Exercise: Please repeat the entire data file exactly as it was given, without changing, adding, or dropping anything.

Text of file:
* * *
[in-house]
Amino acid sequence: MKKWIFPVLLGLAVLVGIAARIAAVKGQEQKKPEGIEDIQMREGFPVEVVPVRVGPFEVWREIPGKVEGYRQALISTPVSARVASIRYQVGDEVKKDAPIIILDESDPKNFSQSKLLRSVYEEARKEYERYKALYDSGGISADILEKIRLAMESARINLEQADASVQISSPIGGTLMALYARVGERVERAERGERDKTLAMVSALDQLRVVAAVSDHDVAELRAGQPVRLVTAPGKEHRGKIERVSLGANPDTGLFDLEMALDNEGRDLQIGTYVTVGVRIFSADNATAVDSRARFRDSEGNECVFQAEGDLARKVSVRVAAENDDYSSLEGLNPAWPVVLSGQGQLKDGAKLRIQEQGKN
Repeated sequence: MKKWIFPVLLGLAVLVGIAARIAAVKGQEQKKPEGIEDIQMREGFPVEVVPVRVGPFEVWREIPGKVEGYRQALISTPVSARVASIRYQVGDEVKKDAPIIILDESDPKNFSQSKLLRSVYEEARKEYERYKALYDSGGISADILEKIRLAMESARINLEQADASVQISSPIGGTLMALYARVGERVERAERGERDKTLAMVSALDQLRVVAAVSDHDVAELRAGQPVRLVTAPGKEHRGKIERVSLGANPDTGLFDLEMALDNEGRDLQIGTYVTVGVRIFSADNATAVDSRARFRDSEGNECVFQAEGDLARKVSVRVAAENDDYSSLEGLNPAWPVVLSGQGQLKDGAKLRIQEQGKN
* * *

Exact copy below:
[in-house]
Amino acid sequence: MKKWIFPVLLGLAVLVGIAARIAAVKGQEQKKPEGIEDIQMREGFPVEVVPVRVGPFEVWREIPGKVEGYRQALISTPVSARVASIRYQVGDEVKKDAPIIILDESDPKNFSQSKLLRSVYEEARKEYERYKALYDSGGISADILEKIRLAMESARINLEQADASVQISSPIGGTLMALYARVGERVERAERGERDKTLAMVSALDQLRVVAAVSDHDVAELRAGQPVRLVTAPGKEHRGKIERVSLGANPDTGLFDLEMALDNEGRDLQIGTYVTVGVRIFSADNATAVDSRARFRDSEGNECVFQAEGDLARKVSVRVAAENDDYSSLEGLNPAWPVVLSGQGQLKDGAKLRIQEQGKN
Repeated sequence: MKKWIFPVLLGLAVLVGIAARIAAVKGQEQKKPEGIEDIQMREGFPVEVVPVRVGPFEVWREIPGKVEGYRQALISTPVSARVASIRYQVGDEVKKDAPIIILDESDPKNFSQSKLLRSVYEEARKEYERYKALYDSGGISADILEKIRLAMESARINLEQADASVQISSPIGGTLMALYARVGERVERAERGERDKTLAMVSALDQLRVVAAVSDHDVAELRAGQPVRLVTAPGKEHRGKIERVSLGANPDTGLFDLEMALDNEGRDLQIGTYVTVGVRIFSADNATAVDSRARFRDSEGNECVFQAEGDLARKVSVRVAAENDDYSSLEGLNPAWPVVLSGQGQLKDGAKLRIQEQGKN